Auto Insurance

A Maryland “Lifeline” Auto Insurance Program Would Cut Premiums for Low-Income Good Drivers

Abell Foundation Research Reveals Auto Insurance for Many Low-Income and African American Marylanders is Unaffordable

Washington, D.C. – Low-income drivers struggling to maintain auto insurance would benefit from the creation of a low-cost “lifeline” insurance plan, according to a report written by CFA insurance expert, Douglas Heller, which was commissioned by the Abell Foundation and published today. The paper, which highlights the high cost of auto insurance for Marylanders, especially in Baltimore City, details how such a program would work in Maryland and provides a template for other states where mandatory auto insurance coverage is unaffordable for lower-income drivers.

The report and executive summary are available here.

In the report, Heller illustrates key hurdles confronting lower-income and African American drivers in Maryland, who are required to purchase auto insurance but often face dramatically higher-than-average premiums for basic coverage, even when they maintain clean driving records. The report concludes that Maryland policymakers should adopt a program that allows lower-income drivers with good driving records to purchase a low-cost annual policy that provides coverage that is lower than otherwise required in Maryland but allows them to drive legally.

The proposal for a “lifeline” auto insurance program in Maryland is modeled after the California Low Cost Automobile Insurance Program, which has covered more than 150,000 low-income Californians by making a bare bones auto insurance policy available to qualifying good drivers for less than $500 per year, even in traffic-intense Los Angeles. Although there are no subsidies of these policies, the premiums remain low due to the unique structure of the program:

  • Policies are only available to safe drivers;
  • The amount of coverage provided is less than the minimally-required coverage otherwise mandated by California law; and
  • The rates are established to cover claims, expenses, and agent commissions but not to provide a profit for insurance carriers, which are required to participate in the state’s residual market, sometimes called the market of last resort.

“Too many Maryland drivers face prohibitively high auto insurance premiums when trying to comply with the state’s mandatory insurance,” Heller writes. “Establishing [a low-cost program] would add an important strategy to the several approaches Maryland can deploy to reduce the number of uninsured drivers, tackle racial inequities in the auto insurance market, and help low-income residents overcome the burden of high-cost auto insurance.”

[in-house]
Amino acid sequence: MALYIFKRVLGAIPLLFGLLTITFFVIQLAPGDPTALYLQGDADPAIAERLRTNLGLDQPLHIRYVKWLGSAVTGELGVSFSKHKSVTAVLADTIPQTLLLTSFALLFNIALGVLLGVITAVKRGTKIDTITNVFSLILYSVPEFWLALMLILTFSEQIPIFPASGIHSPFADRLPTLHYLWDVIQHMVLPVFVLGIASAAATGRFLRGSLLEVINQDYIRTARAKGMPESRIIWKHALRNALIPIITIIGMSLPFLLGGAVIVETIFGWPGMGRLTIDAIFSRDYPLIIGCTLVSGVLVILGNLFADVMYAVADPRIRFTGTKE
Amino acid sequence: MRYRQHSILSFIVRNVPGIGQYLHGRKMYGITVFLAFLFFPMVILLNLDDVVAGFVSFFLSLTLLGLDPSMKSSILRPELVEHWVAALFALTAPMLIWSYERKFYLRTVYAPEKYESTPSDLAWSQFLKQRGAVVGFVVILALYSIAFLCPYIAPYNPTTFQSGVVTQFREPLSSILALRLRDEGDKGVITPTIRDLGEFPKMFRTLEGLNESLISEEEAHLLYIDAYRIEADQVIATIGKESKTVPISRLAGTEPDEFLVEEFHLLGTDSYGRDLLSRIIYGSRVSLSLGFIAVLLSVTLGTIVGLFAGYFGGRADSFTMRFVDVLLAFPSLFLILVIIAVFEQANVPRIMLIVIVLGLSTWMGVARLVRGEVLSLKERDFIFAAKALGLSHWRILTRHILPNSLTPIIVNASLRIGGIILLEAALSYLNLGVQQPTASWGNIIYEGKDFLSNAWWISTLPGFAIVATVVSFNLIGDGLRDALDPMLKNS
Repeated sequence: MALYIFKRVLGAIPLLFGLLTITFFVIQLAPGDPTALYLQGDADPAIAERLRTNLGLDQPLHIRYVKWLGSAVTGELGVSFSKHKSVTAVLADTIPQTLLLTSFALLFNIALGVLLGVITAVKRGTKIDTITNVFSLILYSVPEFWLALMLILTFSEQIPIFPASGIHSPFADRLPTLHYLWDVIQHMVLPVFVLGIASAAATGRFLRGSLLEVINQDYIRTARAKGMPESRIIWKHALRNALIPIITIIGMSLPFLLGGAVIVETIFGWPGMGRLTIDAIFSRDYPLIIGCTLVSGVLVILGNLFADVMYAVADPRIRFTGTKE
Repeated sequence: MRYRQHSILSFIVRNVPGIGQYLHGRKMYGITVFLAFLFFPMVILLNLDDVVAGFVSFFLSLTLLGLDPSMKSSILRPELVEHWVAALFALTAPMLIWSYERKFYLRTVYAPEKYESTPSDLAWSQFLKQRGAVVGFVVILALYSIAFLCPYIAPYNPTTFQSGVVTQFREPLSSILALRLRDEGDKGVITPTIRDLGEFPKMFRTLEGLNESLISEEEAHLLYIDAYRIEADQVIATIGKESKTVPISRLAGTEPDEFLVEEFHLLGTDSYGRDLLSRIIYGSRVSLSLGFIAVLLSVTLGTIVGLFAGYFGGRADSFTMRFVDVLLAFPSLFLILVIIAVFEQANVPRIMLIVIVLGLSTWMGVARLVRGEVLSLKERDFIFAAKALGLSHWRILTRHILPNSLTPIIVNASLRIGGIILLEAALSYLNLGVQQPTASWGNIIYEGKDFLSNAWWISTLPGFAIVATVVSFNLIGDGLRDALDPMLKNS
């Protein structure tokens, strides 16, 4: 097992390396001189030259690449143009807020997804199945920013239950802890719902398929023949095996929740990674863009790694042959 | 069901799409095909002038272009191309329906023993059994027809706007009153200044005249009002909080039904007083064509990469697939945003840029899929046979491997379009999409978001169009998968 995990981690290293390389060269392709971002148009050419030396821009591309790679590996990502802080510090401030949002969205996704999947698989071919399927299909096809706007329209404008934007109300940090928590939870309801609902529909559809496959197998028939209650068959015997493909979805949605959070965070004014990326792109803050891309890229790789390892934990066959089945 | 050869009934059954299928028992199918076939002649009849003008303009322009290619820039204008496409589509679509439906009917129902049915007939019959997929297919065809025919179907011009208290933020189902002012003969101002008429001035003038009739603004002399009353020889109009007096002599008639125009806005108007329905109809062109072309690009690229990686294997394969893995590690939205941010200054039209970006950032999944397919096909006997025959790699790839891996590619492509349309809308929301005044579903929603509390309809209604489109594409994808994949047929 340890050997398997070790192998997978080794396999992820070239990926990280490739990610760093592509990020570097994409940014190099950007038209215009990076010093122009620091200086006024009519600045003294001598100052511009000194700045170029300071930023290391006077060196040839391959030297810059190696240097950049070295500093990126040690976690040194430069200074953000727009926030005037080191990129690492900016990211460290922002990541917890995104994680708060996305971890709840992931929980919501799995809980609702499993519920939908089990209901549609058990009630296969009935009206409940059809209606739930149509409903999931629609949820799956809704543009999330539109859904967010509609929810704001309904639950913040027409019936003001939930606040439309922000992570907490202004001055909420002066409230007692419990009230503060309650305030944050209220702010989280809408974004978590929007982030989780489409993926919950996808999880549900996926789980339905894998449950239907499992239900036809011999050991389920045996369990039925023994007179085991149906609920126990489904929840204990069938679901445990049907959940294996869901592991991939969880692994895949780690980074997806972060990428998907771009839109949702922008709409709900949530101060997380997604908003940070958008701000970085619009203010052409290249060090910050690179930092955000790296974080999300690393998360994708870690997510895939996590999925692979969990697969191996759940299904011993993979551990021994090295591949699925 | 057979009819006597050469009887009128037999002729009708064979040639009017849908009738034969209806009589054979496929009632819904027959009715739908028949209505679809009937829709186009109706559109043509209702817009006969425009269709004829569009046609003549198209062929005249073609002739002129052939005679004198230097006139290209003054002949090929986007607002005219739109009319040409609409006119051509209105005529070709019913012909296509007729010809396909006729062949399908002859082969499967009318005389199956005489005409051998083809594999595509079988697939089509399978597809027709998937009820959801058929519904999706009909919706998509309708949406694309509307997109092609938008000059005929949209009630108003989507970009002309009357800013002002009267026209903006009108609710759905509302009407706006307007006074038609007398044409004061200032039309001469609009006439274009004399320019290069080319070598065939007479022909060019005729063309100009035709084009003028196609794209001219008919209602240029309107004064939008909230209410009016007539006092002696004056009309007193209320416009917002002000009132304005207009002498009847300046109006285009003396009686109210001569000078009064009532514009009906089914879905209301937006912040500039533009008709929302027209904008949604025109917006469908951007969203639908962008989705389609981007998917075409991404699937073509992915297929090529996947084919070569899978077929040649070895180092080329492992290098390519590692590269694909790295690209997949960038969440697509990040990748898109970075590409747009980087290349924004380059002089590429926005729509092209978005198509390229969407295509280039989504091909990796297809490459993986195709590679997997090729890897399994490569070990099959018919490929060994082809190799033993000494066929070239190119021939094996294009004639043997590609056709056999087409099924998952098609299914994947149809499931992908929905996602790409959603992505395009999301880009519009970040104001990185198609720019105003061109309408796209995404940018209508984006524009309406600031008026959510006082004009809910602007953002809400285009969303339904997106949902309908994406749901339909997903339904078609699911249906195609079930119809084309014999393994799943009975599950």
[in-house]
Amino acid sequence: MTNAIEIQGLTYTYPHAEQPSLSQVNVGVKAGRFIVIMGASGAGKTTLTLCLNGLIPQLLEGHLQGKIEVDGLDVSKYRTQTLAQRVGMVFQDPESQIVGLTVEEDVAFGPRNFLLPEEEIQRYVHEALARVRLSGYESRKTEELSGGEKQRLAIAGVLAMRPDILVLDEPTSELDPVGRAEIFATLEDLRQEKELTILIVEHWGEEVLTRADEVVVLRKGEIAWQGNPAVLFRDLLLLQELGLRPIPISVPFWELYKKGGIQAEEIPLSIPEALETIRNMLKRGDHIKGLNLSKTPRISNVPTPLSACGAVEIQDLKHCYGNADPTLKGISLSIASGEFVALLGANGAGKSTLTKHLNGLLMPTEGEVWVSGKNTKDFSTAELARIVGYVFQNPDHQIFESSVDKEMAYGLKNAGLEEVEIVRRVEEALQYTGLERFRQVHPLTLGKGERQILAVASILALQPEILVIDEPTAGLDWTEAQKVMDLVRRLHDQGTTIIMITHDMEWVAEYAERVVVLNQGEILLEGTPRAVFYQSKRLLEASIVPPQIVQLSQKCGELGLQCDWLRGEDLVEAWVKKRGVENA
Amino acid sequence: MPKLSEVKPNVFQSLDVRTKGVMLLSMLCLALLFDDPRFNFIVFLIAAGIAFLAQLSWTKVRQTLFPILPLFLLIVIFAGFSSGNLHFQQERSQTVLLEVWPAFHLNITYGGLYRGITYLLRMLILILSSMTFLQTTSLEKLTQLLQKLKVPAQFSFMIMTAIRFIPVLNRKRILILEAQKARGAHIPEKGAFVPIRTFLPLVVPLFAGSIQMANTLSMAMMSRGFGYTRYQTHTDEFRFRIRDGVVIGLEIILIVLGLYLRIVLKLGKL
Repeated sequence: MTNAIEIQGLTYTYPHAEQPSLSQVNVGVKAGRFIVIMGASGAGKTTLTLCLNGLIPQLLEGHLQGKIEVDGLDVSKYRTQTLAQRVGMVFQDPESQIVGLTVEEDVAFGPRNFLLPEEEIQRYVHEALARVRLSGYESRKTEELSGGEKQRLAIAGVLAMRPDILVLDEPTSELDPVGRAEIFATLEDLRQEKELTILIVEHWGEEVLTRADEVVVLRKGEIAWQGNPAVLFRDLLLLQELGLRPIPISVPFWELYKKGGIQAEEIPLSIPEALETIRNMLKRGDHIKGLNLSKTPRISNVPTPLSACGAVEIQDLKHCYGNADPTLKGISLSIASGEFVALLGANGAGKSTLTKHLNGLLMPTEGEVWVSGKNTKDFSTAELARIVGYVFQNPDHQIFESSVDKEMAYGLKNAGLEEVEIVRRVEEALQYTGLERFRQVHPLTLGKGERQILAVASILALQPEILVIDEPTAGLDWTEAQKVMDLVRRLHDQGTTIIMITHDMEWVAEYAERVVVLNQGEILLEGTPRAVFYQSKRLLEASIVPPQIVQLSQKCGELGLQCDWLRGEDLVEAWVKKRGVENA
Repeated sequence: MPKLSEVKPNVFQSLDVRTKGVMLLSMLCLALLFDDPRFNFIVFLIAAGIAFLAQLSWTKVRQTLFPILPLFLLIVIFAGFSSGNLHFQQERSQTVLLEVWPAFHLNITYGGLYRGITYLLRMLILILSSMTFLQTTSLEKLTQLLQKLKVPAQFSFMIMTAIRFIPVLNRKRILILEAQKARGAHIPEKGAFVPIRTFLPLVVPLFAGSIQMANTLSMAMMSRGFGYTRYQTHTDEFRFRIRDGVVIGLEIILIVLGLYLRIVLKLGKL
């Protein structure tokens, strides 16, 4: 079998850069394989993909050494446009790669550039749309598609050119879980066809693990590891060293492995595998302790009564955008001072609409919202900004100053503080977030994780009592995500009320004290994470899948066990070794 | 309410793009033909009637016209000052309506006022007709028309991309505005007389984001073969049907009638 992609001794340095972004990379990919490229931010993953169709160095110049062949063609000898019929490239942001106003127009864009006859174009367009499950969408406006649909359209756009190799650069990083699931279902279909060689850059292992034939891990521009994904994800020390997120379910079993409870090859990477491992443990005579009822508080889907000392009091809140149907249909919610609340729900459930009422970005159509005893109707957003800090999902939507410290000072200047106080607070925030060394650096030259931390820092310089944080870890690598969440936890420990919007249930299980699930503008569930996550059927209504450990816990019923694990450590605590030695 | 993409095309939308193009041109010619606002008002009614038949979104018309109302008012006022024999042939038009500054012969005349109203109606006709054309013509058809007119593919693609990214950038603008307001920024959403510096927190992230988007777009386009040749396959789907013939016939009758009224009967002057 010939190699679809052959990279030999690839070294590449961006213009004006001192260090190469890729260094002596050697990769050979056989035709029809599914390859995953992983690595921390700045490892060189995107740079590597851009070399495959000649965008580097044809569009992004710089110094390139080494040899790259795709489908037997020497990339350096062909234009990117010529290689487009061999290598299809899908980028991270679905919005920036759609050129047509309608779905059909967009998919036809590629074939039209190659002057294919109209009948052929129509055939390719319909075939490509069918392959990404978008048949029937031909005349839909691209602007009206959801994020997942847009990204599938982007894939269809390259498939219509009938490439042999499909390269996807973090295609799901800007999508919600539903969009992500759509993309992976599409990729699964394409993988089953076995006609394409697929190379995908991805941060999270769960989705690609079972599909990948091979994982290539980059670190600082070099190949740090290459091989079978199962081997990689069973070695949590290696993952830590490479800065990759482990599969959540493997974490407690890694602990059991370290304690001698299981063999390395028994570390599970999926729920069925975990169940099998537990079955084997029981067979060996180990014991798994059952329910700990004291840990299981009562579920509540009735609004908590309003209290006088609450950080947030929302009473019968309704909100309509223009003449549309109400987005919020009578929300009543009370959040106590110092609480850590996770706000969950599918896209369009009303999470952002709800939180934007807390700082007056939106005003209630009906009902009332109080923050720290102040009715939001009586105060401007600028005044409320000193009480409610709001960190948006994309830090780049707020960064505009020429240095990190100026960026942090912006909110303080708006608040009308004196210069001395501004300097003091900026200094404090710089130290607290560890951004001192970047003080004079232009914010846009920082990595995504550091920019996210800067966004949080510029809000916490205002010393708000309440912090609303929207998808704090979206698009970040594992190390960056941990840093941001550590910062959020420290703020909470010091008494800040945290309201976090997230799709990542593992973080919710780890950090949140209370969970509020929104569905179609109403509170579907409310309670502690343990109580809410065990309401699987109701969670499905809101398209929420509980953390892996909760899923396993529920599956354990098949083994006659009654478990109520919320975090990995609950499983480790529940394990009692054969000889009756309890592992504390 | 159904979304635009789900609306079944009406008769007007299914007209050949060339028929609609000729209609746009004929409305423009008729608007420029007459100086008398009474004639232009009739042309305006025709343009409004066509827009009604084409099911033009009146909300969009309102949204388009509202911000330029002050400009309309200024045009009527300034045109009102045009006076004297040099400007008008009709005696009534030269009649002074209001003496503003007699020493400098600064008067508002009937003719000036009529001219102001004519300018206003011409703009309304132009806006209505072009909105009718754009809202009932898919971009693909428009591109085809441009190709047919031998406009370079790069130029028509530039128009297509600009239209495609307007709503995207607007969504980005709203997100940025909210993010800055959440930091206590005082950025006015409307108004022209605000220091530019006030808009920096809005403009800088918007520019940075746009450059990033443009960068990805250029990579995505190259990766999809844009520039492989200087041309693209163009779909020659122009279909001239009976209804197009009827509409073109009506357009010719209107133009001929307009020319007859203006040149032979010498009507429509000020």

The report identifies several reasons that a low-cost auto insurance program is needed in Maryland. These include annual premiums for good drivers costing thousands of dollars for minimum coverage; Maryland’s expensive minimum coverage requirement, which is the fifth highest in the nation; several major insurers’ use of non-driving, socio-economic characteristics for determining customer premiums; and significant price disparities for drivers in several predominantly African American ZIP codes. The report also details the impact of not being able to drive on economic mobility in connection with the importance of assuring affordable insurance.

Heller notes that while the Federal Insurance Office (FIO) of the US Department of Treasury determined in 2016 that auto insurance in ten Baltimore ZIP codes, home to 334,000 residents, was “unaffordable,” the FIO also determined that more than 18 million Americans lived in ZIP Codes across the country in which auto insurance is unaffordable. This suggests that policymakers in states beyond Maryland should also consider the California program as a model to help address the challenge of ensuring that lower-income resident can meet their state’s mandate that all drivers purchase auto insurance.

“Maryland has a clear need for, and is well-suited to adopt and adapt, a program for low-income safe drivers,” Heller said today. “But it is certainly not alone, and I hope other states will also look to address the high cost of auto insurance in order to help low-income drivers comply with coverage mandates and also to protect all drivers on the road, because everyone suffers when large numbers of drivers cannot afford insurance.”

The creation of a Maryland Lifeline Auto Insurance program for lower-income, safe drivers – and for drivers in other high cost states – will not likely eradicate the whole of the uninsured motorist problem, the report concludes, but it would confront discriminatory pricing in the market and provide an important opportunity for many thousands of drivers to improve both their literal and economic mobility.

In addition to today’s Abell Foundation publication, Heller and Consumer Federation of America have issued a series of studies on the plight of low- and moderate-income good drivers in affording state-required auto insurance over the past several years.

Contact: Doug Heller, 310-480-4170